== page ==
I read Brown Girl in the Ring by Nalo Hopkinson a few weeks ago. I don’t know how to recommend it without sounding silly. It’s really good. It has so much action in it. About a quarter of the way in, I wondered why the author had gotten to the climax so early in the story, but then it just kept building. Every time I thought things would start to settle down and end, more action happened. And then more happened. I felt disappointed when I ran into someone I knew on the bus or the train on the way to work because it meant I couldn’t read. And the ending felt cathartic and open. Nothing got wrapped up too tidily. No cheesy epilogue explained how well (or how poorly) everything turned out. It ended with tragedy, but also with hope. And the prologue probably has the best description of Toronto I’ve ever read:
Imagine a cartwheel half-mired in muddy water, its hub just clearing the surface. The spokes are the satellite cities that form Metropolitan Toronto: Etobicoke and York to the west; North York in the north; Scarborough and East York to the east. The Toronto city core is the hub. The mud itself is vast Lake Ontario, which cuts Toronto off at its southern border.
That’s my city. A wheel sticking out of a murky puddle.
When I heard the Book City in the Annex was closing this spring, I got really sad. I won’t make it back there before it’s gone. I feel bad, because I prefer reading off my e-reader, and I buy a lot of my e-books through a major corporation that I don’t like supporting. I still like the feel of actual books, and I’ll miss going into Book City to pick them up, feel their covers, their pages, their weight. I used to buy books there all the time. I liked it better than the large Chapters (or Indigo or whatever) because I could see everything there at once. I liked it better than used bookstores for almost the same reason. I could find things in that Book City. And if I couldn’t find something, I could find a person to ask really easily, and I’d get a straight answer right away. If I could buy e-books at Book City I would, especially if it meant I got to go inside, walk around, and feel the physical copies first.
My city’s changing and I can’t see it. It might not turn into the dystopian version from Brown Girl in the Ring, but it’s still changing.
I really like this piece on vampires as privilege. It reminds me of something I meant to write last summer but didn’t. It might be something that everyone has already figured out, but I haven’t read it anywhere, so I’m gonna write it.
Some Buffy and Angel spoilers below.
I watched a lot of Buffy the Vampire Slayer and Angel last summer. I had already seen most of Buffy, but I caught up on some of the episodes I hadn’t seen, and I watched in order story arcs that I’d seen before in bits and pieces. It was good. Buffy generally is. I mean, it isn’t close to perfect – it’s super racist, to start off with – but has some good messages about gender and it nicely critiques the helpless damsel trope that used to be so prevalent in horror movies. (Has that trope actually gone away some or do I just not watch enough movies to notice it?) I hadn’t watched as much Angel before. I knew the overall storyline, and I wanted to know how those events actually happened. I figured I would enjoy it the way I always enjoy watching Buffy. Instead, I decided that Angel just doesn’t work the way Buffy does, and there’s a very good reason for that.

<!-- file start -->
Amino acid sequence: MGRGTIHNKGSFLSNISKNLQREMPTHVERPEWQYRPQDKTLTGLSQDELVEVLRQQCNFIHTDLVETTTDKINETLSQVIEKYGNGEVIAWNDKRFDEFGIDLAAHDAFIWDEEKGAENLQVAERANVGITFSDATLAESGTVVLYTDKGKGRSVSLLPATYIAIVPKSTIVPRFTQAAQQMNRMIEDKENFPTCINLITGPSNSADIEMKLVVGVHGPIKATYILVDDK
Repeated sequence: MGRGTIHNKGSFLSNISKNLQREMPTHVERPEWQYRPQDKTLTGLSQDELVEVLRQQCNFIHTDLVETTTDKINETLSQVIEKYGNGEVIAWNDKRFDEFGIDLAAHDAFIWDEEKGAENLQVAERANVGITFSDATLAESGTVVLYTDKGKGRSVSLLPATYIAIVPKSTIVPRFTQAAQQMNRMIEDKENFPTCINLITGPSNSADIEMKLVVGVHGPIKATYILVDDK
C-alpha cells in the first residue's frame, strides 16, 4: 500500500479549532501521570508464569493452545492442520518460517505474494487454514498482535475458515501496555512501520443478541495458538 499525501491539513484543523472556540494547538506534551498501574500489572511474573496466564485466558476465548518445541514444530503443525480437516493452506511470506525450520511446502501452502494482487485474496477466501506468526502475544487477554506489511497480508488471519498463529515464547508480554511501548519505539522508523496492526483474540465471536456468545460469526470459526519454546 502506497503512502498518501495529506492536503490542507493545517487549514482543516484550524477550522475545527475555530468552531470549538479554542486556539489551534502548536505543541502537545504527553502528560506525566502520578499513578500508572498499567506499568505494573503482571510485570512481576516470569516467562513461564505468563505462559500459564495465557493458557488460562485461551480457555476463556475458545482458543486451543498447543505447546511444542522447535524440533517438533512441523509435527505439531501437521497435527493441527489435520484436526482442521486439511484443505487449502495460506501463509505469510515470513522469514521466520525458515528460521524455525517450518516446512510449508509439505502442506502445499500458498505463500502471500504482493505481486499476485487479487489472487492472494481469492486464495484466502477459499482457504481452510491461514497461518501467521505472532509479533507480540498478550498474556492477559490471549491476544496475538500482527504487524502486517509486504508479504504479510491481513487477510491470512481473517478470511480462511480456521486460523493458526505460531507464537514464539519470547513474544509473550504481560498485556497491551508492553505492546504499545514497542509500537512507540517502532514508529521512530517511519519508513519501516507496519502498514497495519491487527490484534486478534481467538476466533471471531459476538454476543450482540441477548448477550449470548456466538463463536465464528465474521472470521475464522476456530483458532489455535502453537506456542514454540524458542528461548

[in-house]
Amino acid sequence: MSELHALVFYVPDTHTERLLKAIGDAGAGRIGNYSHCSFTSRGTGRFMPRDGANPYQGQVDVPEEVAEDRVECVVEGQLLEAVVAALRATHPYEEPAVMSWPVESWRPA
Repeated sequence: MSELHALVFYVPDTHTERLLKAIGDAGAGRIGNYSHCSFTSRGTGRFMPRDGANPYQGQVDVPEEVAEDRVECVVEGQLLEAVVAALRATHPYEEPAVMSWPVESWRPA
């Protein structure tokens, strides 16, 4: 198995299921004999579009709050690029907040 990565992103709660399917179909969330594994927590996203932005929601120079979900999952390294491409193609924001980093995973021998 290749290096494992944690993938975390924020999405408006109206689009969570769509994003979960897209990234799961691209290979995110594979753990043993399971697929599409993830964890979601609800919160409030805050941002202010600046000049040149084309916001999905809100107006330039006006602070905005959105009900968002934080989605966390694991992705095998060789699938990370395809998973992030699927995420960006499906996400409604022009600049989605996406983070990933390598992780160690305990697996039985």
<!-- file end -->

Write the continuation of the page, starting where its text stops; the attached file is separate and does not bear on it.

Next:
If Buffy (the character) is the shallow, helpless, blonde cheerleader who finally learns to protect herself, Angel (also the character) represents white, straight, cis, male privilege, and its resulting guilt. He spends about 150 years living as a metaphor for sexual violence, and then when a pissed off family curses him with a soul, he feels guilty about all of the horrible things he has done. I think he works as a character on Buffy. It makes sense to me that they would fall in love with each other (a teenage girl who grows up too fast in a way that no one else can relate to and a guilt-ridden man who hasn’t really grown up yet sort of fit well together, if not in the most healthy way). On Buffy, Angel tries to fix the problem he used to be a part of by working with the Slayer. The minute he experiences true happiness, he loses his soul. This also makes sense. When people with privilege forget about their privilege, they become part of the problem. On Buffy, Angel is an ally, but most people don’t fully trust him, and Buffy makes the decisions.
On Angel, Angel’s the boss. He briefly puts Wesley in charge in the second season, but the show still revolves around him and he generally ends up being the hero. The audience is supposed to identify and sympathize with Angel, the guy who is one moment of pure happiness away from switching sides. I think Joss Whedon forgot, or maybe never realized, that this isn’t Angel’s fight. It’s Buffy’s fight. It’s the Slayers’ fight. It’s the humans’ fight. It’s the fight of the people that actually suffered as a result of the things that Angel, and others like him, did. Angel can help, but he can’t be the solution when he caused so much of the problem.